Raniculus and Remus: Installed in Carlile Gallery London, 1985
Raniculus and Remus: Remus slowly orbiting Raniculus whilst playing The Blue Danube by Richard Strauss on the phonograph during the climax of a lunar cycle, Carlile Gallery, London.1985
Raniculus and Remus: Raniculus dusted in Prussian blue pigment, awaits a full moon, and the charms of Remus, installed in Galerie Hubert Winter, Vienna. 1992
Raniculus and Remus: Early preparatory drawing. 1985
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ABOUT RANICULUS AND REMUS (1985)
Raniculus and Remus depict a process of the life and death of passion between two bodies governed by the moon. Raniculus represents the purity of the world by the isolation of water from the atmosphere. Live Raniculus Aquatartus or its common term Hogweed lays dormant in the bowels of the machine.
The Raniculus Aquatartus is encouraged to release small amounts of pure oxygen on full moons by the action of Remus circumnavigating Raniculus in an electrical orbit, thus illuminating him in ultra violet light and simultaneously cutting into a pre-charged disc the timeless rhythms of The Blue Danube by Richard Strauss (the younger) on each consecutive full moon.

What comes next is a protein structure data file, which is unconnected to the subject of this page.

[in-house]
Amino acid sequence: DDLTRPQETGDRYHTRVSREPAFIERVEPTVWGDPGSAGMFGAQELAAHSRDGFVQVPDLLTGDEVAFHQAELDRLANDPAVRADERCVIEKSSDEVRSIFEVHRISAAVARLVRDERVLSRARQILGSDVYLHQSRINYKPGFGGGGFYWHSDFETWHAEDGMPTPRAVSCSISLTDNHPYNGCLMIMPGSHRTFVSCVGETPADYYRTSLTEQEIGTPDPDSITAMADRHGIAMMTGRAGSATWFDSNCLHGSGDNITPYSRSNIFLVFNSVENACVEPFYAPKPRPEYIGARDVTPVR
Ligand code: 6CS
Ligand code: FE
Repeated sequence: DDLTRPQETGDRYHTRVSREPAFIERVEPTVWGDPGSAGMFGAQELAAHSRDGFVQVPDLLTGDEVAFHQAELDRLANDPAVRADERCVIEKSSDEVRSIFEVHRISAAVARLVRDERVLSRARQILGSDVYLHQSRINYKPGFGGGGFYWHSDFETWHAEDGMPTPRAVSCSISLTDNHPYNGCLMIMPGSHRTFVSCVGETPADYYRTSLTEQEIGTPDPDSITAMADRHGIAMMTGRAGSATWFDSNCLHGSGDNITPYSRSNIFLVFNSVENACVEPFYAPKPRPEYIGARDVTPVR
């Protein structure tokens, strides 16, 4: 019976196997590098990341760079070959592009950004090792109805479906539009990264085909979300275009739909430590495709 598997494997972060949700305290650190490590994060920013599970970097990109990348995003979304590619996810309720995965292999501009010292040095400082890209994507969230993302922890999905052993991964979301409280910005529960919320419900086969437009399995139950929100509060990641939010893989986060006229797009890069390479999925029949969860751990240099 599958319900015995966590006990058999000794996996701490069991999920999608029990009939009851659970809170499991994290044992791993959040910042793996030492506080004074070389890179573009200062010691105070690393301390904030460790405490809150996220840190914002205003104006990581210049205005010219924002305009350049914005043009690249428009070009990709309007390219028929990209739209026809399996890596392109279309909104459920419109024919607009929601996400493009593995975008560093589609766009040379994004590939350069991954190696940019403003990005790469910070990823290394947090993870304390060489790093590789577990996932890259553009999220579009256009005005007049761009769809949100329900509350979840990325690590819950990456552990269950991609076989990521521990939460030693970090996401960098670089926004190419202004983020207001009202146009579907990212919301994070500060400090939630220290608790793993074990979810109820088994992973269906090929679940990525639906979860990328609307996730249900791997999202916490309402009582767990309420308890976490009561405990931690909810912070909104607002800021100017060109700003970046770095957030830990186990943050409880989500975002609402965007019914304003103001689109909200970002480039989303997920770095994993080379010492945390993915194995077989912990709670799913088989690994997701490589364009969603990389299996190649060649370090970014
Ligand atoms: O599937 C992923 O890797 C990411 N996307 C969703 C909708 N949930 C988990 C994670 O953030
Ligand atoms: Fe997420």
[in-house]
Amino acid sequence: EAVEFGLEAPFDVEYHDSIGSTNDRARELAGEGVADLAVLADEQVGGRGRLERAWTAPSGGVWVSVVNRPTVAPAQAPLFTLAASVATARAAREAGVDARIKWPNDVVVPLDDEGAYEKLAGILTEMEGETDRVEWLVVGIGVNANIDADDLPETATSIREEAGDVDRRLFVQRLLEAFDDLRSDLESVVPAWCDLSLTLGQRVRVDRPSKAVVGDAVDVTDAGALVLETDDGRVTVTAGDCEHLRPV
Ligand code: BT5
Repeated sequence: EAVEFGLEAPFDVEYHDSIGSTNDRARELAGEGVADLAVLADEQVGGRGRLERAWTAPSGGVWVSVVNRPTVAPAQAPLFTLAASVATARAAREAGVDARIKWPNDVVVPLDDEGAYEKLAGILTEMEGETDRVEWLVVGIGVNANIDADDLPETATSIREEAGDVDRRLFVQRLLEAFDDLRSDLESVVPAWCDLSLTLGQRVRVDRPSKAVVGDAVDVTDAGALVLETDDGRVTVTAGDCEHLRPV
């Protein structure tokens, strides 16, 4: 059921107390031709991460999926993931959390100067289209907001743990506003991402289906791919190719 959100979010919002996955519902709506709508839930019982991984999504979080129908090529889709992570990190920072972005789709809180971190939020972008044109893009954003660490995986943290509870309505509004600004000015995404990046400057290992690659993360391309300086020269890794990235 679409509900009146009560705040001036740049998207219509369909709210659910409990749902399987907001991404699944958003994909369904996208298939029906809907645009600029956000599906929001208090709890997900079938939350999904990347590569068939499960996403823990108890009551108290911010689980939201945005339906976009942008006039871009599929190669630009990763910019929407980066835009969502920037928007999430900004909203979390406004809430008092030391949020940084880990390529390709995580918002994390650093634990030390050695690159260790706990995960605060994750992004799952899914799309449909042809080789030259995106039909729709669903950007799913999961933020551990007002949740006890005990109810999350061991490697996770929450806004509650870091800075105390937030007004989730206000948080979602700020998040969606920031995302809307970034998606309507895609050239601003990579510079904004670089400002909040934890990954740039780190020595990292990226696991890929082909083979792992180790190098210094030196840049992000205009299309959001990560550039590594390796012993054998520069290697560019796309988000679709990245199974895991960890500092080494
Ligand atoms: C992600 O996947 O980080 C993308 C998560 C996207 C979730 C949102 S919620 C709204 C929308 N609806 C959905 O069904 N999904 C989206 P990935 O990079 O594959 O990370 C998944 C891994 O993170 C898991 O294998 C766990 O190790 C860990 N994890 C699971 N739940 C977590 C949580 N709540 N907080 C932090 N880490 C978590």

It is perhaps Raniculus’ action, which is the greatest display of euphoria as, on a full moon when Remus is performing her finest act of passion, Raniculus is in state of being extremely sensitive to ultra violet light. His whole body is open and thus allows light, directed by means of mica mirrors into the stomach of Raniculus. In this condition the plant, submerged in water, expels small quantities of oxygen. This air is allowed to be distributed through arteries in an extraordinary display of producing a single glass of aerated water in its finest form.
The water and air, being fundamental to life, combine in unison and from this point the process ends. As the new moon is present the water begins its 29 ½ day cycle of being consumed back into the atmosphere by natural evaporation.